Physical Properties


  • The elements in group 7 are known as the halogens
    • These are fluorine, chlorine, bromine, iodine and astatine


  • These elements are non-metals that are poisonous
  • All halogens have similar reactions as they each have seven electrons in their outermost shell
  • Halogens are diatomic, meaning they form molecules made of pairs of atoms sharing electrons (forming a single covalent bond between the two halogen atoms)




Trends in Physical Properties

  • At room temperature, the halogens exist in different states and colours, with different characteristics


The Appearance, Characteristics and Colour in Solution of the Halogens




  • The melting and boiling points of the halogens increase as you go down the group
  • This is due to increasing intermolecular forces as the atoms become larger, so more energy is required to overcome these forces


This graph shows the melting and boiling points of the group 7 halogens 


  • At room temperature (20 °C), the physical state of the halogens changes as you go down the group
    • Fluorine and chlorine are gases, bromine is a liquid and iodine is crumbly solid


  • The colours of the halogens also change as you descend the group - they become darker

The physical states and colours of chlorine, bromine and iodine at room temperature 


Exam Tip

Exam questions on this topic occur often so make sure you know and can explain the trends of the group 7 elements in detail, using their electron configurations.

Predicting Properties in Group 7


  • Chlorine, bromine and iodine react with metals and non-metals to form compounds


Metal Halides

  • The halogens react with some metals to form ionic compounds which are metal halide salts
  • The halide ion carries a -1 charge so the ionic compound formed will have different numbers of halogen atoms, depending on the valency of the metal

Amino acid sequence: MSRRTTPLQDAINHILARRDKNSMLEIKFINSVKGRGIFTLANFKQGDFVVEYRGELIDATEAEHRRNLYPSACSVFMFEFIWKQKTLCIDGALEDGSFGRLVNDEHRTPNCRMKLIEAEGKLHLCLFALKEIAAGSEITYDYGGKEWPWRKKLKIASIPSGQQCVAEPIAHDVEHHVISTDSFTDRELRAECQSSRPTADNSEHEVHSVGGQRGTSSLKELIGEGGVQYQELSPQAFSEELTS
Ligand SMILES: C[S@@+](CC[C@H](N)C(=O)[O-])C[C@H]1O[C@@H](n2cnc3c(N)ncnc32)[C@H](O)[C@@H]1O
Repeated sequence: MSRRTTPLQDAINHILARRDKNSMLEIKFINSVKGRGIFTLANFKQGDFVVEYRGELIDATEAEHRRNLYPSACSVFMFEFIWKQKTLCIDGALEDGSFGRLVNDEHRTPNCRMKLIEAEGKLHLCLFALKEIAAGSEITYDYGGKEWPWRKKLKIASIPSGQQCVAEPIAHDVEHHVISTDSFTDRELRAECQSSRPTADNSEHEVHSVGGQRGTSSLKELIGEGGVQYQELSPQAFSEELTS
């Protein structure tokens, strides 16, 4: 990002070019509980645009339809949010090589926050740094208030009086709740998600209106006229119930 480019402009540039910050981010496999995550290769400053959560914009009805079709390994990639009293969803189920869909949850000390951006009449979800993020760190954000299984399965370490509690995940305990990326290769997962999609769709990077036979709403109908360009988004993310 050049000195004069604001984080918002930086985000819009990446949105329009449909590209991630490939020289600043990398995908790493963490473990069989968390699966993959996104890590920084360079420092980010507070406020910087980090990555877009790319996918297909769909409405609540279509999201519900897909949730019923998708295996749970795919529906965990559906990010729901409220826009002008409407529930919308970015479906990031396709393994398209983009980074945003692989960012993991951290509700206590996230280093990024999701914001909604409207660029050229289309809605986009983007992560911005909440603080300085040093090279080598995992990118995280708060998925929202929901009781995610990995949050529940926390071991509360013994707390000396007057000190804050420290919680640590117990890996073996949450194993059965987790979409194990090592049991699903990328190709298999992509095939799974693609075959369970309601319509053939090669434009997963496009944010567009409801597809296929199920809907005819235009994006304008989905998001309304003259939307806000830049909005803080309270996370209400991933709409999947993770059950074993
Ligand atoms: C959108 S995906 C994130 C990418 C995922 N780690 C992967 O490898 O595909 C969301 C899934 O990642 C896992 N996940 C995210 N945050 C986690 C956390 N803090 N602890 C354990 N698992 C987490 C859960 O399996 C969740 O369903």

• E.g., sodium is a group 1 metal:
    • 2 Na + Cl2 → 2 NaCl


  • Calcium is a group 2 metal:
    • Ca + Br2 → CaBr2


  • The halogens decrease in reactivity moving down the group, but they still form halide salts with some metals including iron
  • The rate of reaction is slower for halogens which are further down the group such as bromine and iodine



Sodium donates its single outer electron to a chlorine atom and an ionic bond is formed between the positive sodium ion and the negative chloride ion




Non-metal Halides

  • The halogens react with non-metals to form simple molecular covalent structures
  • For example, the halogens react with hydrogen to form hydrogen halides (e.g., hydrogen chloride)
  • Reactivity decreases down the group, so iodine reacts less vigorously with hydrogen than chlorine (which requires light or a high temperature to react with hydrogen)
  • Fluorine is the most reactive (reacting with hydrogen at low temperatures in the absence of light)


Displacement Reactions


  • A halogen displacement reaction occurs when a more reactive halogen displaces a less reactive halogen from an aqueous solution of its halide
  • The reactivity of group 7 elements decreases as you move down the group
  • You only need to learn the displacement reactions with chlorine, bromine and iodine
    • Chlorine is the most reactive and iodine is the least reactive



Chlorine with Bromides & Iodides

  • If you add chlorine solution to colourless potassium bromide or potassium iodide solution a displacement reaction occurs:
    • The solution becomes orange as bromine is formed or
    • The solution becomes brown as iodine is formed


  • Chlorine is above bromine and iodine in group 7 so it is more reactive
  • Chlorine will displace bromine or iodine from an aqueous solution of the metal halide:


Cl2 + 2KBr → 2KCl + Br2


chlorine + potassium bromide   potassium chloride + bromine


Cl2 + 2KI → 2KCl + I2


chlorine + potassium iodide   potassium chloride + iodine



Bromine with Iodides

  • Bromine is above iodine in group 7 so it is more reactive
  • Bromine will displace iodine from an aqueous solution of the metal iodide


bromine + potassium iodide   potassium bromide + iodine


Br2 + 2KI → 2KBr + I2


  • This table shows a summary of the displacement reactions of the halogens: chlorine, bromine and iodine 


Exam Tip

Displacement reactions are sometimes known as single replacement reactions.